Best Play
Clybourne Park
Other Desert Cities
Peter and the Starcatcher
Venus in Fur
The only one of these four that I haven't seen is Claybourne Park (which won the Pulitzer Prize last year!). It's probably gonna win, so I should probably get on that. Of the three I've seen, Peter and the Starcatcher was my favorite. It's just a great example of why we go to Theatre. It's the kind of magic that can only happen on a stage. Your imagination is just free to roam when you see the creativity they are achieving onstage. And I kept getting choked up at certain points. I really enjoyed Other Desert Cities as well, but there are some plot points that are a little questionable. And I didn't really care for Venus in Fur all that much. It got really repetitive, there's only so much you can do with just two people on the stage the whole time. 
Best Musical
Leap of Faith
Nice Work If You Can Get It
Three musicals based on movies and a musical written around the songs of Gershwin–yep, all really original. I haven't seen any of these yet (I'm more of a play kinda guy), but I really want to see Once and Newsies. I really love the movie Once and have seen Swell Season (Glen Hansard and Marketa Irglova from the film) a couple of times in concert. And people keep telling me they didn't like the movie (including the person I saw it in the theatre with when it came out. You liked it then!), but that this musical is ah-MAZ-ing (it also has the most nominations this year with 11)! I didn't see the movie version of Newsies until I was in my late 20s and let's just say it's one of those movies you would have had to see as a child to enjoy. But, I've only heard good things about the musical. You could not pay me to see Leap of Faith or Nice Work. Seriously. No Spiderman. Is anyone really surprised by that?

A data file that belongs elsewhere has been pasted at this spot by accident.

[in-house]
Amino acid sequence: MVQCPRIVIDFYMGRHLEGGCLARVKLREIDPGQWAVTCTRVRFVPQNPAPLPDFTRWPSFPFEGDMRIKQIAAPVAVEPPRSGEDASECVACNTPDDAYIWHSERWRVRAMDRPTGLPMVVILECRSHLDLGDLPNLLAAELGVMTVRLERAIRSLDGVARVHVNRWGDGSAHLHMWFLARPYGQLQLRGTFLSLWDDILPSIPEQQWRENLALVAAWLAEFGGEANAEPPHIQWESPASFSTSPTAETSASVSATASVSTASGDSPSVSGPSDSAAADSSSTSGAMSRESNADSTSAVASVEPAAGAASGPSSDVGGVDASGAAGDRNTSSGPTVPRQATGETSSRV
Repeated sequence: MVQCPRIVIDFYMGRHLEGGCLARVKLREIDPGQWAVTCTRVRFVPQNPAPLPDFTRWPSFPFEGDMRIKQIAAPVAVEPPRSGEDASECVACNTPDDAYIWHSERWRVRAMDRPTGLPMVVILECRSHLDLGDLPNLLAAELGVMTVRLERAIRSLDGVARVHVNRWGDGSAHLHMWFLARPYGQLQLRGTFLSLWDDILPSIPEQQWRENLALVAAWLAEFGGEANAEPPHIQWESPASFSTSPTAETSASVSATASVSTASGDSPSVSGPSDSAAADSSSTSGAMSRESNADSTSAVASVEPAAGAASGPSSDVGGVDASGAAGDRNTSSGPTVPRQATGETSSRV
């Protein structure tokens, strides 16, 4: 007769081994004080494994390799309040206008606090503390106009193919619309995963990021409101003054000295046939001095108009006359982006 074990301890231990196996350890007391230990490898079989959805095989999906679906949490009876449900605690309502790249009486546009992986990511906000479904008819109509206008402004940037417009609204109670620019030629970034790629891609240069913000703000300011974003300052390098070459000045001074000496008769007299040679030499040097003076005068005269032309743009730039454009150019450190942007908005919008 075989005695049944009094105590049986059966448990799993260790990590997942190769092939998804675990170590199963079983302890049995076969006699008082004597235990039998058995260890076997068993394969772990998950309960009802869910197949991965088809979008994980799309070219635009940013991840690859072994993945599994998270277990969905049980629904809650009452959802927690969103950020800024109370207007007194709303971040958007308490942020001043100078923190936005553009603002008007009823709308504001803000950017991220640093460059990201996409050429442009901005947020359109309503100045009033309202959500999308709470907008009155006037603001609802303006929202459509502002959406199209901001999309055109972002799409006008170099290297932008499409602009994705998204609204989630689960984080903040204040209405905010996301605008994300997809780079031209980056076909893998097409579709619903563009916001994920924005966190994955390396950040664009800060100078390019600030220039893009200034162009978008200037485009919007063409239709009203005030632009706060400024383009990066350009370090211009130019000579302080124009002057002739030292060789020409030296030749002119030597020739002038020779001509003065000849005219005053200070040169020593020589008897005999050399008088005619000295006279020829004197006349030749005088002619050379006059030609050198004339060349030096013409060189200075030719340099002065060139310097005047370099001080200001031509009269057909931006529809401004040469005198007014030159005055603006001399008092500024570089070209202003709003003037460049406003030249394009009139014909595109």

Best Revival of a Play
Arthur Miller's Death of a Salesman
Gore Vidal's The Best Man
Master Class

Do Death of a Salesman and The Best Man officially have to have the author's name attached to them from now on? I didn't know there were other productions with the same name? But can't get them confused with Neil Simon's Death of a Salesman or Shakespeare's The Best Man. Also, those are the two shows I haven't seen yet. I'm dying to see Death (oh, I just realized what I did there...) and it's probably gonna win. I'm surprised Master Class made it on here as it was the first show to open the 2011-2012 season way back in August. Faye Dunaway must be happy people remember it. I didn't love this production of Wit mainly because I think Cynthia Nixon had to work too hard to make us believe her in the role. She just doesn't have that innate academia intelligence naturally about her the way Emma Thompson did in the HBO version.